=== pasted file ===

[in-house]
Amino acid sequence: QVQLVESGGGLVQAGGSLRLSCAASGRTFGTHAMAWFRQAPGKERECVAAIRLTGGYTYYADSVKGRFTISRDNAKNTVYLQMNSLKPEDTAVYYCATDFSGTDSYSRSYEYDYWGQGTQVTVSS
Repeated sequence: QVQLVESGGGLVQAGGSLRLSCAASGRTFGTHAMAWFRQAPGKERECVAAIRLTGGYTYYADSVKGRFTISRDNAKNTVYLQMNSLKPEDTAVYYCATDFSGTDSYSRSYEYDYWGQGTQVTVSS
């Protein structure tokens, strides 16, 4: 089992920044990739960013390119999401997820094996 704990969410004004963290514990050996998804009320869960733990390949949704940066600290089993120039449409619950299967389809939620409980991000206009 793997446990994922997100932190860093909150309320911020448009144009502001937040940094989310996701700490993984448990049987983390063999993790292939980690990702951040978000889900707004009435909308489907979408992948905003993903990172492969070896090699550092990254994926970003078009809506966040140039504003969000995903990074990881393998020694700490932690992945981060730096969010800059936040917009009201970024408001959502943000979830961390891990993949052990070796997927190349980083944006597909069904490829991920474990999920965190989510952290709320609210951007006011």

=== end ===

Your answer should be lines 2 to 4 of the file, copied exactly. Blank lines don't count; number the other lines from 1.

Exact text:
Amino acid sequence: QVQLVESGGGLVQAGGSLRLSCAASGRTFGTHAMAWFRQAPGKERECVAAIRLTGGYTYYADSVKGRFTISRDNAKNTVYLQMNSLKPEDTAVYYCATDFSGTDSYSRSYEYDYWGQGTQVTVSS
Repeated sequence: QVQLVESGGGLVQAGGSLRLSCAASGRTFGTHAMAWFRQAPGKERECVAAIRLTGGYTYYADSVKGRFTISRDNAKNTVYLQMNSLKPEDTAVYYCATDFSGTDSYSRSYEYDYWGQGTQVTVSS
């Protein structure tokens, strides 16, 4: 089992920044990739960013390119999401997820094996 704990969410004004963290514990050996998804009320869960733990390949949704940066600290089993120039449409619950299967389809939620409980991000206009 793997446990994922997100932190860093909150309320911020448009144009502001937040940094989310996701700490993984448990049987983390063999993790292939980690990702951040978000889900707004009435909308489907979408992948905003993903990172492969070896090699550092990254994926970003078009809506966040140039504003969000995903990074990881393998020694700490932690992945981060730096969010800059936040917009009201970024408001959502943000979830961390891990993949052990070796997927190349980083944006597909069904490829991920474990999920965190989510952290709320609210951007006011």